GMT+8 countries are countries which lie partially or completely within the GMT+08:00 time zone, where the local time is eight hours ahead of Greenwich Mean Time (GMT+00:00), which is the time in Greenwich, England. GMT has actually been replaced by Coordinated Universal Time (UTC), although GMT remains the more commonly known of the two terms. As such, the GMT+8:00 time zone is also known (more correctly) as UTC+08:00. GMT+8 also has several region-specific alternate names, including China Taiwan Time (CCT), Western Standard Time (Australia), Hong Kong Time, Irkutsk Time, and more. Located in Eastern Asia, UTC+08:00 is one of the earliest time zones in the world (UTC+12:00 being the earliest).
GMT+08:00/UTC+08:00 has a larger population than any other time zone in the world, and is home to an estimated 24% of the Earth's inhabitants. This is primarily due to an unusual decision by the government of China, one of the two most populous countries in the world (along with India). Although China's geographical area stretches across five time zones, the country's government has chosen to use only GMT+8:00 across its entire expanse. Thus, China's full population falls into UTC+08:00.
Originally developed by British railroads in the 1840s and made a global standard at Washington DC's International Meridian Conference in 1884, Greenwich Mean Time established a universal international standard time system that enabled the coordination of time all around the world. GMT divides the world into 26 time zones—one for each hour in the day plus two overlapping extras to accommodate the remote Pacific Island country Kiribati—each running vertically from Earth's north pole to its south pole. Time zones are named according to their distance from the longitudinal meridian that passes through Greenwich, England and establishes the GMT+0:00 time zone.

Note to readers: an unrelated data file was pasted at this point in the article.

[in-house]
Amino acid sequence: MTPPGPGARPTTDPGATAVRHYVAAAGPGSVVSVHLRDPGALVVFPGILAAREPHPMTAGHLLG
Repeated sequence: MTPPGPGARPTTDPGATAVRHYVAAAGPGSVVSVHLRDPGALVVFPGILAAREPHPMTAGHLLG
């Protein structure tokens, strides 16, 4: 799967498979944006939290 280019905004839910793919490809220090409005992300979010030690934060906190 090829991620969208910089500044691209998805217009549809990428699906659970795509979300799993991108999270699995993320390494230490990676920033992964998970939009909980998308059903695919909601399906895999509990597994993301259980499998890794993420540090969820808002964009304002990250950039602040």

While the borders between time zones are clearly defined, they are also notably flexible. Countries whose territory touches more than one time zone are free to choose which of those time zones they wish to utilize. For example, the countries of Turkmenistan, Iran, and Oman are geographically positioned in a vertical north-south row, but they adhere to three different time zones (including Iran's custom GMT+03.50).
The term GMT is often used incorrectly, especially among English speakers, as it technically refers only to the time zone in which Greenwich, England is located (GMT+00:00). The more correct label for time zones is Coordinated Universal Time, or UTC.
When time zones were first introduced, the time was calculated and timekeeping devices were calibrated by measuring the movement of astronomical bodies—particularly the rotation of the Earth. However, as technology progressed, scientists realized that the speed of Earth's rotation is not constant, but fluctuates by fractions of a second at both predictable and unpredictable intervals. While a discrepancy of a few seconds a day made little difference 100 years ago, in the modern era even such a small variation can have a negative impact on sensitive scientific and technical operations.
To alleviate this concern, time is now calculated using atomic clocks such as hydrogen masers and cutting-edge "cesium/caesium fountain" clocks, which will not gain or lose a second of time in 100 million years. Atomic clocks are operated in groups—for instance, the US National Institute of Standards and Technology operates twenty atomic clocks in Boulder, Colorado—in climate-controlled areas and their times are compared to ensure accuracy.
|Australia||Partial||Western Australia||UTC+08:00 through UTC+10:00|
|Indonesia||Partial||Central Indonesia, including parts of Kalimantan, Lesser Sunda Islands, Sulawesi||UTC+07:00 through UTC+09:00|
|Mongolia||Partial||Eastern Mongolia, including Dornod, Ulaanbaatar, and Sukhbaatar||UTC+07:00 to UTC+08:00|
|Russia||Partial||Far Eastern Federal District and Siberian Federal District||UTC+02:00 through UTC+12:00|
The GMT+08:00/UTC+08:00 has the largest population of any time zone and includes Australia, Brunei, China, Hong Kong, Indonesia, Macau, Malaysia, Mongolia, Philippines, Russia, and Taiwan.